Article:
St. Jude’s ongoing expansion and the move downtown by ServiceMaster are significant opportunities for further development of the city’s most distinctive sector. “St. Jude creates every kind of job you can think of,” notes Turley. “We have an opportunity to develop inclusively. Uptown’s our closest model for what we can see occurring on a larger scale. We have an opportunity to seamlessly connect downtown, Uptown, South City, and the Medical District. Think about that. We have the benefit of affordability, so we can build a different kind of city. Neighborhoods thrive around these economic generators.”
The possibilities invigorate Turley, and call to mind the leadership qualities he most admires in his uncle. “Henry set out to repopulate downtown,” says Turley. “If a city doesn’t have a healthy and thriving downtown, you don’t have a healthy city. He’s a thoughtful and very perceptive person. Seeing how relentless he’s been in the pursuit to make our city better has inspired me. He keeps his eye on the ball. And Henry has a financial sixth sense. Our developments have to be something a bank would finance, but that’s not what drives us or motivates us. We develop communities, and continue to manage beyond property lines. That’s what separates us from others.”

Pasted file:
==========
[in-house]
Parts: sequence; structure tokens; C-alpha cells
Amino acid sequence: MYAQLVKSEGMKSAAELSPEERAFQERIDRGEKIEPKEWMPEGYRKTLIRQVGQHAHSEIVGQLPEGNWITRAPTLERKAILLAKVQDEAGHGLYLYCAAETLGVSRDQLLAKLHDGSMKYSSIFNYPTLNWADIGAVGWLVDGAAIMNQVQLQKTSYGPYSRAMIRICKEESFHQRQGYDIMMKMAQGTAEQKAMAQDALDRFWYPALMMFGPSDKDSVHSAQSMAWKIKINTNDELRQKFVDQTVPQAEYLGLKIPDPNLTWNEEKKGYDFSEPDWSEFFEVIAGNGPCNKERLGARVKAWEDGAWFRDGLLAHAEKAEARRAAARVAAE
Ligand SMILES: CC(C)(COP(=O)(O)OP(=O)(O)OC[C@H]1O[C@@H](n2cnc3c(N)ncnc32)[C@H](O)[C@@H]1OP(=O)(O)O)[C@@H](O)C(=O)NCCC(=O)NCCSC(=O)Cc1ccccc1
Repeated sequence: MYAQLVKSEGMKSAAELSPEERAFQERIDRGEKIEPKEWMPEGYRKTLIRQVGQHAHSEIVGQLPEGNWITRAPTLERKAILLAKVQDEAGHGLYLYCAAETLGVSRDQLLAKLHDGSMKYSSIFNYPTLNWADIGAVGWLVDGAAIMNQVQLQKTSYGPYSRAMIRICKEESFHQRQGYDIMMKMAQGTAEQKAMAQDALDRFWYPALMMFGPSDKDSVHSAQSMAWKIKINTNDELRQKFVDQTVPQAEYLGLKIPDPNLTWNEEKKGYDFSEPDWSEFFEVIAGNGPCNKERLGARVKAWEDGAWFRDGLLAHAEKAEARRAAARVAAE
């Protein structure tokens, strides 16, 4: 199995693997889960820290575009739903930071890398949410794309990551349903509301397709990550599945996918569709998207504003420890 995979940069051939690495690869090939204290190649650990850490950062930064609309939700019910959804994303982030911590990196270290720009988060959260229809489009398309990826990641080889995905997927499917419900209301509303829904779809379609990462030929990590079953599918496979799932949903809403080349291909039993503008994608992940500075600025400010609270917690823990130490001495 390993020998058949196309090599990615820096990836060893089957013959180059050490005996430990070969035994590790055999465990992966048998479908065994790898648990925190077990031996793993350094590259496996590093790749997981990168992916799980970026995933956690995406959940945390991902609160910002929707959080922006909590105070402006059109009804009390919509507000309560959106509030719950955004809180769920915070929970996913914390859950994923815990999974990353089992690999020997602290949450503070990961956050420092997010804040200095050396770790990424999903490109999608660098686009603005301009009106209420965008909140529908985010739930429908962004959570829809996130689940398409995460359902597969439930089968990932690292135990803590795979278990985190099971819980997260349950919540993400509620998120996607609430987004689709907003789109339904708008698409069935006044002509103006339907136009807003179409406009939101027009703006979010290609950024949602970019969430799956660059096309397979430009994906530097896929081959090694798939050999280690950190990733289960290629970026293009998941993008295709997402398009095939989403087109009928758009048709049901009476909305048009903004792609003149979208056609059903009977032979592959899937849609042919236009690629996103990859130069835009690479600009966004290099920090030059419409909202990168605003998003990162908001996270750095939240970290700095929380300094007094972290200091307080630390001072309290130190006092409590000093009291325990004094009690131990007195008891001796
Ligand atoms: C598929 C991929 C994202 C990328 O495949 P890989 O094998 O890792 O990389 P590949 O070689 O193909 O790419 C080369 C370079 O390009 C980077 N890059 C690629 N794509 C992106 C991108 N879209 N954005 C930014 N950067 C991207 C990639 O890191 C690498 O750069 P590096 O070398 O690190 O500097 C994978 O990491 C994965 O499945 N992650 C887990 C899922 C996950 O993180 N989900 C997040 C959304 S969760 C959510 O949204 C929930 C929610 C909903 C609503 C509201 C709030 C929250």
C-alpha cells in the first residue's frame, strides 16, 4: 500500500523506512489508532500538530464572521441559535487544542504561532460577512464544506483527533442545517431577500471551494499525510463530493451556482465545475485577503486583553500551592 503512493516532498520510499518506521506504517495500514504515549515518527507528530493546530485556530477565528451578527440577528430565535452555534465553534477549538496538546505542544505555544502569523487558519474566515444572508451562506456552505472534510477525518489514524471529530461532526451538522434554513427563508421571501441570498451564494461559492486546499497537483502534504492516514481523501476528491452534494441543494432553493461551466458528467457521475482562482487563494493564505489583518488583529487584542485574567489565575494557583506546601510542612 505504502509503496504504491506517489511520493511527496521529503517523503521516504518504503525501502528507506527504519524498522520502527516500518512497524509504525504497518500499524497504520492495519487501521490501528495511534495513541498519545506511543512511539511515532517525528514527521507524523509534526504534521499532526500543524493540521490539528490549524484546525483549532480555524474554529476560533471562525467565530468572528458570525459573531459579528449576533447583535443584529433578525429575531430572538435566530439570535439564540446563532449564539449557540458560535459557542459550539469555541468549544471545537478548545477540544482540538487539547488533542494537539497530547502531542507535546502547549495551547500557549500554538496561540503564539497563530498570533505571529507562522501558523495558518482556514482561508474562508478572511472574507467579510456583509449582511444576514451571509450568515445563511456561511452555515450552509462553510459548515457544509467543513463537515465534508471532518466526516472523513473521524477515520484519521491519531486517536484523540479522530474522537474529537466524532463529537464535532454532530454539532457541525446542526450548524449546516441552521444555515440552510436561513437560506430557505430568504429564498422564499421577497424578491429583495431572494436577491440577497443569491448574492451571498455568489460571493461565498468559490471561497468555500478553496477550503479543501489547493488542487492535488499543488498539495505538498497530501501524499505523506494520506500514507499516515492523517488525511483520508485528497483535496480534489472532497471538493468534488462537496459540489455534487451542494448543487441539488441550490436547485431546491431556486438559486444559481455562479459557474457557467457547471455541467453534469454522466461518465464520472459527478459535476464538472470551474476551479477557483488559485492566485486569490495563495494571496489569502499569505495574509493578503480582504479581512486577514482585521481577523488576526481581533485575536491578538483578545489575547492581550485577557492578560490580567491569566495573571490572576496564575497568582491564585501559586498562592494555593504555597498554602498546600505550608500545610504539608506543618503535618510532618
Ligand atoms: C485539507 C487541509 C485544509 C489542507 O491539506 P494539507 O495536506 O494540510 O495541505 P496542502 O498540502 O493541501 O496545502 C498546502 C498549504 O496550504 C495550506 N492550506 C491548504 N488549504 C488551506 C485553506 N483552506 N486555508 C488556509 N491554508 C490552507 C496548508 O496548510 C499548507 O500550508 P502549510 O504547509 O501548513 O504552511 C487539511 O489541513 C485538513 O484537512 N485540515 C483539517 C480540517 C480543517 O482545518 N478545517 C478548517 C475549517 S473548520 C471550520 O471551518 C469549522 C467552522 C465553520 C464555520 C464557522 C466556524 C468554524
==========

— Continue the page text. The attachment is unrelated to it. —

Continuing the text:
Turley and his wife, Mindy, live in Midtown with their two children. Fatherhood tends to reshape one’s definition of leadership, but for Turley, it remains a matter of community outreach. “I’ve been trying to be a connector,” he says. “It’s about helping others in their questions and pursuits around civic endeavors and development. Being a resource for people, and doing the small things well. The South End Improvement Alliance is an example. You can’t rebuild a neighborhood by yourself. You have to collaborate.”
Memphis is not Washington, D.C. It’s not Chicago. The ripple effect of visionary development can be greater here, if for no other reason than the city’s relatively small population. “The scale of our city invites people to really make a difference,” says Turley. “We’ve seen that in action over the last few years.”
And impact is needed. Turley notes the pervasive challenge Memphis faces, the factor that weighs, to some degree, on every development, however visionary it may be. “We have a high poverty rate,” he says. “If we don’t change the trajectory by improving people’s lives, connecting them to these economic opportunities . . . .
“Schools are the biggest factor in realizing sustainable neighborhood redevelopment,” says Turley. “And with all the positives, we’re still a poor city. But we see that as an opportunity. It goes back to inclusive development. We can rebuild our city — from the river to Crosstown, from Chelsea to Crump — where we intentionally set out to rebuild for everyone. The economic drivers are St. Jude and the Medical District, along with the convention center and our hospitality industry.”
In gazing forward, Turley acknowledges the challenge of attracting young leaders to the Bluff City. “In recruiting millennials,” he says, “we’re competing with Austin, Texas, and Brooklyn, New York. We have the opportunity to heal from within as a city. Considering all the positive opportunities we have today, if we don’t use that to reverse our trends in regard to poverty, access, and inclusivity . . . well, we don’t have a choice.”
So the development of a new Memphis continues, with a downtown unlike any other in the United States. As it turns out, the vision requires more than one Turley.